The East Asian Studies Center at the University of Southern California leads and supports education, research, and community research concerning East Asia.

Oct 29 2012


Scott Wilbur is a second-year graduate student earning his Ph.D. in Political Science and International Relations. He received the Association for Japan-U.S. Community Exchange (ACE) - Nikaido Fellowship for summer 2012.

What are your academic and research interests, and why?

Broadly speaking, I am interested in studying the domestic determinants of foreign economic policy, and the effects of international trade and finance on domestic markets, in the Asia-Pacific region.

What is your Chinese and Japanese language background and future language goals?

I studied Japanese as an undergraduate at Georgetown University’s School of Foreign Service, and later completed a master’s degree in political science at National Taiwan University using Mandarin Chinese. I hope to maintain my ability in both languages so that I can continue to conduct research interviews and read firsthand sources, and keep the friendships that I have made throughout the countries I have traveled to.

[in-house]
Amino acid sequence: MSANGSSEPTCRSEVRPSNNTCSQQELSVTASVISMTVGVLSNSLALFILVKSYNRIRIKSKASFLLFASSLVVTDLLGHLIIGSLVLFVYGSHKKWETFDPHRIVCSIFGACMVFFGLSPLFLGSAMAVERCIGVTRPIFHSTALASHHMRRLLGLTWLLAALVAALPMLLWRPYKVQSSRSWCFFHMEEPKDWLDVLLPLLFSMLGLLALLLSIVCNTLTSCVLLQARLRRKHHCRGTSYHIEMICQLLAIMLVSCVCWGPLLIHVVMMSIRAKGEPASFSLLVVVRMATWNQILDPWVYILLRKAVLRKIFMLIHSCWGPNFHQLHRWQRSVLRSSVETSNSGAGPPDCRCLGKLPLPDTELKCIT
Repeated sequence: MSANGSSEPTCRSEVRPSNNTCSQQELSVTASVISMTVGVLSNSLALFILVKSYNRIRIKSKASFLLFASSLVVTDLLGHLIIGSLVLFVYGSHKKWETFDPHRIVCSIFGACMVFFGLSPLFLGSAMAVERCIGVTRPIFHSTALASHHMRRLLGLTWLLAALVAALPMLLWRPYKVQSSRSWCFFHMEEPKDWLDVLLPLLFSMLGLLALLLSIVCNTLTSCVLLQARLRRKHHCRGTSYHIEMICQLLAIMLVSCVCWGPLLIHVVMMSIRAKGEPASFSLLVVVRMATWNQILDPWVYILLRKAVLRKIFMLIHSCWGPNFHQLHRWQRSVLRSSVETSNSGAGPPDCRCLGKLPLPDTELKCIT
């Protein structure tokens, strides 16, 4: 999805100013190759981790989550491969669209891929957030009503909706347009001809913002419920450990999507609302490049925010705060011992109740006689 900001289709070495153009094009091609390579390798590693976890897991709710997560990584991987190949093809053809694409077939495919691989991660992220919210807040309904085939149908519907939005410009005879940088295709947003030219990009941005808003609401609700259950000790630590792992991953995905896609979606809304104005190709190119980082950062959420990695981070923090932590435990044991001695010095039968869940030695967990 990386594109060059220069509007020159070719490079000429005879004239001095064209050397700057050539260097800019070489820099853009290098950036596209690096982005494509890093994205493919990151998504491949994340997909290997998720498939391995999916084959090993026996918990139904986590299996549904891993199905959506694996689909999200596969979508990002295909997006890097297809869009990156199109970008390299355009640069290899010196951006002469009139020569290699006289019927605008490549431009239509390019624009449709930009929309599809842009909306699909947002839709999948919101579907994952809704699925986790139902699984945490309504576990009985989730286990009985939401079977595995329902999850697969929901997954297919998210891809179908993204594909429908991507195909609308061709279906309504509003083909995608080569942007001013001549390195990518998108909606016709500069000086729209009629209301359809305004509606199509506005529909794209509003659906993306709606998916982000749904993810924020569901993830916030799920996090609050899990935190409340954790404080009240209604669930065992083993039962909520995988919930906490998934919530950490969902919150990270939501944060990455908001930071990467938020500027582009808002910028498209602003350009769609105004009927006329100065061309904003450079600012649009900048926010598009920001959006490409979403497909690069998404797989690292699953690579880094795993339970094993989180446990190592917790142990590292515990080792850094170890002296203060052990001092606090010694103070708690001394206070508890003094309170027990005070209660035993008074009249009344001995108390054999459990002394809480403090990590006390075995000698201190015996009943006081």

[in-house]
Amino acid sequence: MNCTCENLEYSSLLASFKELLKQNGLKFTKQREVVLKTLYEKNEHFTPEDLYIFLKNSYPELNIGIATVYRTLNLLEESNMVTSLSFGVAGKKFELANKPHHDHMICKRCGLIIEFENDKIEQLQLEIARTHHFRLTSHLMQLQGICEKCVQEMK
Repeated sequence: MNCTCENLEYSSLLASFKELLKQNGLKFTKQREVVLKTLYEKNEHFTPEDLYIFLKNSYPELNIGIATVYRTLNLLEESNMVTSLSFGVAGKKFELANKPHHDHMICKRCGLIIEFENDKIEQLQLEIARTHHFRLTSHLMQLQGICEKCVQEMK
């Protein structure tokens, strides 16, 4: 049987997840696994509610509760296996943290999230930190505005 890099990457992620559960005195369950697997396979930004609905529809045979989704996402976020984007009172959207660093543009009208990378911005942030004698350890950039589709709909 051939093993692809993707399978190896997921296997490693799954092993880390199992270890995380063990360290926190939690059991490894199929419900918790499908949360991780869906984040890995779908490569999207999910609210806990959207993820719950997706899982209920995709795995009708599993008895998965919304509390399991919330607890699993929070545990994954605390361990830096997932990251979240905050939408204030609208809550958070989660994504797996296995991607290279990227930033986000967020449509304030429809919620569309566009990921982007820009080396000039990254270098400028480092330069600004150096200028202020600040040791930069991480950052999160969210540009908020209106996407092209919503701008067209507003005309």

Why did you choose to come to USC for graduate school?

I came to USC to study under Professor Saori Katada, who specializes in Japanese political economy.

How was the ACE-Nikaido fellowship helpful for your research?

Thanks to the ACE-Nikaido award, I was able to spend five weeks in Tokyo in May and June 2012 deepening my understanding of the domestic politics of Japan’s participation in the Trans-Pacific Partnership (TPP) free trade agreement, and building my network of scholarly, government, and political contacts in Japan. The insights on gained through these activities significantly advanced my understanding of the domestic complexities affecting Japan’s entrance into the TPP.

What are your future career/academic goals?

I would like to be a professor at a research university in the United States.

What EASC events have your enjoyed, and what do you think is the best part of the EASC community?

So far in the fall 2012 semester, I have enjoyed the EASC graduate student mixer, and am looking forward to participating in the Korean Studies Institute’s graduate student symposium “History and International Relations in East Asia” which is co-sponsored by EASC. The EASC community has strong faculty and students working on East Asia, and their collaboration has resulted in many interesting research projects and events related to the region on campus.